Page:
Paris Fashion Week: the Grand Finale

Paris Fashion Week: some may call it the crème de la crème, the cream of the crop, the best of the best of what is Fashion Month…But i’d rather call it the grand finale.

Now I agree to the extent of seeing it as something otherworldly, but I wouldn’t necessarily say the designers who show during Paris Fashion Week are more talented than the rest – I mean would Alexander Wang and Marc Jacobs (both hailing from New York) have been chosen to design for Balenciaga and Louis Vuitton if they weren’t as talented as the Parisian founders themselves or their present-day colleagues/rivals? I don’t think so. — Not to mention German Kaiser Karl at Chanel and the spectacular visions of Belgian Raf Simons at chéz Dior.

I do tend to favour Paris over the others, though. New York may be my favourite in terms of having the edgiest, most wearable clothes out there; London may be in its prime for prints and futuristic looks for those who have luxury of never feeling out of place wearing just about anything whilst strutting upon the London streets; and Milan I feel is exciting and outrageous with a sense of beautiful traditionality and decadence within the collections, whilst always pushing the limits and surprising its audiences.

Paris is a combination of the best aspects of all three aformentioned cities but it has something more. It has this lure of luxury to it, with clothes definitely unattainable on my current income, or lack thereof (at least for the moment!), but which I find myself lusting after and can only dream of wearing one day. It just so happens that I spend the most time memorising the looks of every Paris show over the others to see how and where I can slightly alter my wardrobe every season to encompass just some of that Parisian je ne sais quoi so present in the collections.

So again, I think it’s more of a personal thing for me as to why i’ve chosen to favour Paris over New York, Milan and London – the imaginative aspect of it (and much of my childhood spent daydreaming of Chanel handbags and having my sketches inspired by Giambattista Valli gowns!) captures my heart and soul that I just can’t seem to look away.

Therefore, here are some of my favourite shows — let’s call it an ‘ode‘ to the grande finale that is Paris Fashion Week.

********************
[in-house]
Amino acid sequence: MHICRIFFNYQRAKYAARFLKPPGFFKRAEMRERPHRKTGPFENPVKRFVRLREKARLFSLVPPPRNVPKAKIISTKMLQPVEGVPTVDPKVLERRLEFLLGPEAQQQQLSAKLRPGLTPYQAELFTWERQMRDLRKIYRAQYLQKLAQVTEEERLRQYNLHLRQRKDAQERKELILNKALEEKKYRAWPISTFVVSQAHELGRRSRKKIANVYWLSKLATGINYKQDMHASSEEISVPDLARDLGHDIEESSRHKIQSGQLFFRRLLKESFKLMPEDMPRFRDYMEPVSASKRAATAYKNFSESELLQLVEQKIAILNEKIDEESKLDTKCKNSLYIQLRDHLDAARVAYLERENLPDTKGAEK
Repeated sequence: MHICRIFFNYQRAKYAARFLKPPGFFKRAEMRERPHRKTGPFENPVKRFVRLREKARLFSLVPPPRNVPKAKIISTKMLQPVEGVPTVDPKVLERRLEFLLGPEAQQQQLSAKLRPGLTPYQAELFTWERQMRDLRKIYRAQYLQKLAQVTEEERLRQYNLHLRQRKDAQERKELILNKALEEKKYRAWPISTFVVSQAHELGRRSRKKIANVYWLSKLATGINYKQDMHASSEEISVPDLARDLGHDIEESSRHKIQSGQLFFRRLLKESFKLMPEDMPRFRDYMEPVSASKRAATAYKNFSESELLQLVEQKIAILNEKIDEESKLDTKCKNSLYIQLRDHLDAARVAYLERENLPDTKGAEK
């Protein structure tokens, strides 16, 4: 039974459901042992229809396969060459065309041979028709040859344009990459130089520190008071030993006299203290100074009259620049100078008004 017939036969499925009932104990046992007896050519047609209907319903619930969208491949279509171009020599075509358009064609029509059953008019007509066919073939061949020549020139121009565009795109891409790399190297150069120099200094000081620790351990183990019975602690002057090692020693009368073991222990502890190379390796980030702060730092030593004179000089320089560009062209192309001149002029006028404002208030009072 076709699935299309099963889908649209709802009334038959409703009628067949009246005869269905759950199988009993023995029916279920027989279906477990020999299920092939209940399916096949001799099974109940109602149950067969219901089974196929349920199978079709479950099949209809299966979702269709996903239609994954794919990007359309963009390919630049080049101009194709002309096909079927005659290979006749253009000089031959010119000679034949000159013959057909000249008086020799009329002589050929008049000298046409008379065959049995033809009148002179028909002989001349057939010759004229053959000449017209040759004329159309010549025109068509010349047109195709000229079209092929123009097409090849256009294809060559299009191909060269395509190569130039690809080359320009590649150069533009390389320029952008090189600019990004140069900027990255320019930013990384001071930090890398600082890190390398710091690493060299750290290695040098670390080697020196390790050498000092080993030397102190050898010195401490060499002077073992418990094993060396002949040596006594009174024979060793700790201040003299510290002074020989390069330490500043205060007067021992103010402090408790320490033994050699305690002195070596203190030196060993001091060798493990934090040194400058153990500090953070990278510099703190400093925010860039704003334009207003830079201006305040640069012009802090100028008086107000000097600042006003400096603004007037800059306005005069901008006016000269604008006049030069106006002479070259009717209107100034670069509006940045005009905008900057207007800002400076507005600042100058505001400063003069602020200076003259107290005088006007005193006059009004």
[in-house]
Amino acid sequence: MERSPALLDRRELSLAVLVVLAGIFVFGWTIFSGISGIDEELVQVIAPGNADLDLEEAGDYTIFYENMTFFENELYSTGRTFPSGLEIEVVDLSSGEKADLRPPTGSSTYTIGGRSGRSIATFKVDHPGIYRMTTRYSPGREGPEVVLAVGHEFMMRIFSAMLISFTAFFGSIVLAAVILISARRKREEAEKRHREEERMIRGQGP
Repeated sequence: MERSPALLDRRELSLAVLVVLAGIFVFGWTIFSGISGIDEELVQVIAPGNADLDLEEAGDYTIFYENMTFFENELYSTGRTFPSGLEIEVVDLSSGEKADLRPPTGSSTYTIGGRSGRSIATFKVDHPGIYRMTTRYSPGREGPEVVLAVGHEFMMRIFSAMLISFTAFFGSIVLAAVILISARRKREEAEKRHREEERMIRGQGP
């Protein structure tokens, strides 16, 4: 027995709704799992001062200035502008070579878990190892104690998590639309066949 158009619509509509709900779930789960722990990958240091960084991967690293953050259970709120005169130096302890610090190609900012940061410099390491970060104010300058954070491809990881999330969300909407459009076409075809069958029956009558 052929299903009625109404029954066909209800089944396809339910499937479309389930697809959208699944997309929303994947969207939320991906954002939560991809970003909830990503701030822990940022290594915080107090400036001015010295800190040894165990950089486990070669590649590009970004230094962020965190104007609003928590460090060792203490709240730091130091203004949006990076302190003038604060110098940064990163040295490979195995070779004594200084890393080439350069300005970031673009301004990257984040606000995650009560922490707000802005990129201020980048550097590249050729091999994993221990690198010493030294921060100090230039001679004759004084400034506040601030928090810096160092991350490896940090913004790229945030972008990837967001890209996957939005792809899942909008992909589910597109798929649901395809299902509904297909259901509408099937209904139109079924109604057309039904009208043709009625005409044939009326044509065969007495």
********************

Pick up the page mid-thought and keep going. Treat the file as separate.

From top to bottom: Valentino, Dior, Giambattista Valli, Chanel, Louis Vuitton, Céline, Chloé, Balmain


Alexander Wang for Balenciaga a/w 2013

As Alexander Wang was about to make his debut at Balenciaga, the thought on everyone’s mind must have been: “how is it possible to even TRY and follow the outstanding designs which have graced this french house under the hands of the ever-talented Nicolas Ghesquière?”

As the audience departed Balenciaga’s intimate salons on the Avenue George V however, all doubts and worries were laid to rest. Wang confirmed that the show venue suggested going “back to the roots, identifying the codes of the house and translating them into a functioning, full wardrobe”. This not-so-simple task proved a success in my opinion as the collection felt true to the lines of Cristóbal  himself (Cristóbal having been called the master of us all, according to Dior).

The collection was filled with the traditional cocoon coats, jackets with rounded volumes, petal skirts, curved hems, molded and structured peplums and bracelet sleeves (to name a few!) — sculptural qualities for which Cristóbal was celebrated for in the late 50s and 60s. Fitting for a collection going back to the codes of the house… and made innovative with dynamic new materials. 

The emerging trend on Alexander’s runway both literally (the runway itself looked like it had just experienced an earhquake) and embellished on the clothes themselves was faux marble – first showing up as a fractured print on the lining of elegant tops with opened backs, then as a motif on embroidered dresses and then finally on looks which clearly had Wang-style written all over them: tuny shaved fox jackets with high-waisted velvet lace pants.. the play on the two textures = absolutely genius.